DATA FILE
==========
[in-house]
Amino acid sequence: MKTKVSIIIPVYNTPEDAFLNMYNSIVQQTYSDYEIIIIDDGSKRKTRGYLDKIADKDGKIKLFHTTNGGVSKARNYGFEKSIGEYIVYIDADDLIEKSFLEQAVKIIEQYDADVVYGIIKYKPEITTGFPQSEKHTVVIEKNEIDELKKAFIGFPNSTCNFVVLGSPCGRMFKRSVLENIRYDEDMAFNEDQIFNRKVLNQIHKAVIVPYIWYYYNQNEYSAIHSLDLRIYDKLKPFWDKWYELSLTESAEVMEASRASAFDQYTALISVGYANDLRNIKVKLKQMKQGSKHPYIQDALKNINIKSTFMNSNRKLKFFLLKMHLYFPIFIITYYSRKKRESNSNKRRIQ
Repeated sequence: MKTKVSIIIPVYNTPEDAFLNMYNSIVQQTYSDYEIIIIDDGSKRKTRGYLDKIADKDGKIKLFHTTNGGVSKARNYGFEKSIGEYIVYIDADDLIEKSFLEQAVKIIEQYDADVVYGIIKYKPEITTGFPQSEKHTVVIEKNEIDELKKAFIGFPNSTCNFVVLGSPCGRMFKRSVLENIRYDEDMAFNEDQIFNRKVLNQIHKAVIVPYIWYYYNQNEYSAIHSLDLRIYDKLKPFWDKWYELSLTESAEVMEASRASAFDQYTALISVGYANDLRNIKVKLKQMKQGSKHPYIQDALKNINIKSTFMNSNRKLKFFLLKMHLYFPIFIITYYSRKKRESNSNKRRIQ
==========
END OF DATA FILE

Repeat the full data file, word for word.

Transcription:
[in-house]
Amino acid sequence: MKTKVSIIIPVYNTPEDAFLNMYNSIVQQTYSDYEIIIIDDGSKRKTRGYLDKIADKDGKIKLFHTTNGGVSKARNYGFEKSIGEYIVYIDADDLIEKSFLEQAVKIIEQYDADVVYGIIKYKPEITTGFPQSEKHTVVIEKNEIDELKKAFIGFPNSTCNFVVLGSPCGRMFKRSVLENIRYDEDMAFNEDQIFNRKVLNQIHKAVIVPYIWYYYNQNEYSAIHSLDLRIYDKLKPFWDKWYELSLTESAEVMEASRASAFDQYTALISVGYANDLRNIKVKLKQMKQGSKHPYIQDALKNINIKSTFMNSNRKLKFFLLKMHLYFPIFIITYYSRKKRESNSNKRRIQ
Repeated sequence: MKTKVSIIIPVYNTPEDAFLNMYNSIVQQTYSDYEIIIIDDGSKRKTRGYLDKIADKDGKIKLFHTTNGGVSKARNYGFEKSIGEYIVYIDADDLIEKSFLEQAVKIIEQYDADVVYGIIKYKPEITTGFPQSEKHTVVIEKNEIDELKKAFIGFPNSTCNFVVLGSPCGRMFKRSVLENIRYDEDMAFNEDQIFNRKVLNQIHKAVIVPYIWYYYNQNEYSAIHSLDLRIYDKLKPFWDKWYELSLTESAEVMEASRASAFDQYTALISVGYANDLRNIKVKLKQMKQGSKHPYIQDALKNINIKSTFMNSNRKLKFFLLKMHLYFPIFIITYYSRKKRESNSNKRRIQ